"The Pirate Fairy" is about a dustkeeper named Zarina.  Pixie dust, you see, is what enables the fairies (and anything else) to fly, and it’s up to the dustkeepers to manage and distribute it.  Up until this movie, we know about two major kinds of dust – the golden pixie dust that you see getting sprinkled on everything, and a much rarer blue dust.  The blue dust is so rare and precious, in fact, that the dustkeepers actually keep it in a locked vault.  All of the dustkeepers apparently have the combination because one of the earliest scenes is of Zarina pulling "blue dust duty", which involves her and her boss, Fairy Gary, opening the vault to take some of the blue dust out for use.

Now, Zarina is not just any dustkeeper.  She’s an inquisitive dustkeeper.  A VERY inquisitive dustkeeper.  In her spare time, Zarina has been running a few, shall we say, "unsanctioned" experiments with pixie dust, trying to learn more about what it can do.  When one of her experiments gets away from her, Fairy Gary fires her.  She packs up her things, and leaves Pixie Hollow.

A year later, she returns during a festival where all of the fairies are gathered at the stadium, and puts all of them to sleep using poppy pollen – all except our heroes, of course.  She then proceeds to open the vault and steals all of the blue pixie dust.  I won’t ruin the rest of the movie for you, but it does have a happy ending.

***

What I’m going to focus on, though, is actually Fairy Gary and his lack of good password policies.  Let’s start with the sheer number of people that know the combination to the vault holding probably the most precious thing in all of Pixie Hollow.  How many dustkeepers do you have in your employ, Gary?  Do they ALL really need full admin rights?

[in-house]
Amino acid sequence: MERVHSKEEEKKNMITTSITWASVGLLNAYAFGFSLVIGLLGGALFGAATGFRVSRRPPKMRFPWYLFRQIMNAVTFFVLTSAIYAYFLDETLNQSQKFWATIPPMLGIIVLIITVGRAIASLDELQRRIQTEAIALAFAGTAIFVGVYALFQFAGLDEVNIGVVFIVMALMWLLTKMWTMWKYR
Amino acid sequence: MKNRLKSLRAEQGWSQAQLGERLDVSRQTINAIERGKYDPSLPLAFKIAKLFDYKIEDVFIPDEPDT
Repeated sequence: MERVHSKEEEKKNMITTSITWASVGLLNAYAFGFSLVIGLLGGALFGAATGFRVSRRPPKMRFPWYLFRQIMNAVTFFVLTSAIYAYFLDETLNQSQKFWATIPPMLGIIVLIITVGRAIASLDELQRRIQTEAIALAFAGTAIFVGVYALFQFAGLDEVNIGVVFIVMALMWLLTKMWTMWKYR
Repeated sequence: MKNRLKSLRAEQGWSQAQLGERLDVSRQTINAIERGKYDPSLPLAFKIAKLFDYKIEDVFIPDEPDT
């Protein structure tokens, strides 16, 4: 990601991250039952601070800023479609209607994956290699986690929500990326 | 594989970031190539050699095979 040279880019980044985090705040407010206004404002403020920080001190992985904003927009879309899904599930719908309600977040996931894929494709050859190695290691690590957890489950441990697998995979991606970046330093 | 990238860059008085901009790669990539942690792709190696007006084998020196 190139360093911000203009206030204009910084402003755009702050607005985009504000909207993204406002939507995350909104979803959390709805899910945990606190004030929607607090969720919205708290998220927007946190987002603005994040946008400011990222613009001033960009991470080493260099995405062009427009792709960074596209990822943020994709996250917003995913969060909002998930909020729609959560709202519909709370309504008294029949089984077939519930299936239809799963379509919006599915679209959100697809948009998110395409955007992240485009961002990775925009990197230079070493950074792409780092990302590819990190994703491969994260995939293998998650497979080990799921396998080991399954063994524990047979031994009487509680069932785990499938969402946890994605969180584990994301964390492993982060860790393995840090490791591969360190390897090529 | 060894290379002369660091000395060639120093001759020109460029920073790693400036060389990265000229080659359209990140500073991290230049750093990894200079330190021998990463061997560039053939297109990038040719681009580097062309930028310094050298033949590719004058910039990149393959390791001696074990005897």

And then there’s the fact that you haven’t change the combination to the vault in at least a year.  Even if Zarina hadn’t left, good password hygiene demands that a combination like this should be rotated every couple of months – at the minimum.

But then you fired an employee with full admin access.  That event alone should have triggered an immediate change to the combination.

And do I really need to even ask?  We’re only talking ONE combination to be changed here.  How much effort does it really take to change and distribute the new combination, really?

Sigh.  All this trouble could have been thwarted had Fairy Gary just used some basic system administration best practices.

 

* Well, almost never – accordingly to IMDB, Tinker Bell and the Lost Treasure apparently spent a week in the theaters in LA, just long enough to qualify for the 2010 Oscars.

May 6, 2014 Posted by | General | Comments Off

Science Podcast, Episode 21 – Stratoballoon Radio Part 1